Are red and processed meats bad for health? Maybe not say 23 scientists
If you've read anything about red and processed meat and the link to cancer you already know experts say we should limit our intake. But scientists say maybe studies suggesting red meat leads to cancer of the gut should have a second look.
Does red meat cause cancer or are studies skewed?
Dietary recommendations include limiting our intake of red and processed meat. But a recent paper published in the journal Meat Science highlights the uncertainty of studies that should be resolved. Specifically, scientists say we don't know that red and processed meat raises the risk of colorectal cancer.
The paper that included contributions from 23 scientists is the result of a workshop held in Oslo, Norway, November, 2013.
The scientists came together to take a closer look at red and processed meat and how they really might be contributing to colorectal cancer, food synergy, the studies themselves and how they were conducted and ways to make meat healthier.
The authors write: "There is a need for further studies on both the epidemiological relation between red meat and health and the underlying physiological mechanisms."
For instance mice given a high protein diet that consists mainly of meat and no other cancer protective foods such as fiber, dairy or vegetables might not be comparable to what happens in humans.
The scientists say it's possible that other foods balance gut bacteria that protect from the effects of red meat that might (or might not) promote cancer.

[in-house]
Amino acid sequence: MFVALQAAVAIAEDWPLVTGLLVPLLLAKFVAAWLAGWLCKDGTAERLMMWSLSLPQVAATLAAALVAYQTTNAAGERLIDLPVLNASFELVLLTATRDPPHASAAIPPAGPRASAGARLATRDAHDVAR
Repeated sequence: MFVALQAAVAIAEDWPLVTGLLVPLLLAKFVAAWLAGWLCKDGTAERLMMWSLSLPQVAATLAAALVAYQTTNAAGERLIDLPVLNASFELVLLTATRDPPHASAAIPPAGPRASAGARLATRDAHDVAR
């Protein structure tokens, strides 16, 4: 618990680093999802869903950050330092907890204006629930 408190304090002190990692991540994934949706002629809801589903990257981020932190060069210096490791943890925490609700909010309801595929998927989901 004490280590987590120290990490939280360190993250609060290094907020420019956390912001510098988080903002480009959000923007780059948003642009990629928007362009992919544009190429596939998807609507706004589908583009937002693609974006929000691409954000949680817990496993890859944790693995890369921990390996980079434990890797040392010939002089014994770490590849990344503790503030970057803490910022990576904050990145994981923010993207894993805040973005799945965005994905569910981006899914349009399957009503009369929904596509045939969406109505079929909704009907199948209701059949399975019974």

That doesn't mean eating meat isn't dangerous and it still may pose a public health threat, the authors admit. But another consensus is that studies don't generally include how much meat people eat, when and and how much. Meat research related to cancer also relies on self-reporting that could skew results.
Possibilities raised about why meat might lead to cancer that should be explored include:
- How people cook meat that produces advanced glycation. Burned and grilled meat is already associated with a higher risk of cancer.
- Lack of knowledge about what's in our meat. For example, the authors note "breed/genetics, trimming, animal feed processing and choices, geographic feed origin, age at slaughtering" could be variables that should be studied relative to meat consumption's impact on human health.
- Lack of information about some nutrients and environmental toxins in meat that could also have health implications
Maybe it isn't red meat that is the culprit for colorectal cancer. Adding phytochemicals to improve meat processing and eating healthier diets overall might be a better option for colon cancer prevention than just avoiding red and processed meats altogether, the scientists suggest in the report, published in the journal Science.
Eliminating red meat might be a mistake because it would deprive us of essential vitamins, the scientists add - not to mention people enjoy the taste.
The conclusion of the 23 scientists is that more studies are needed before nutritional guidelines for meat consumption change.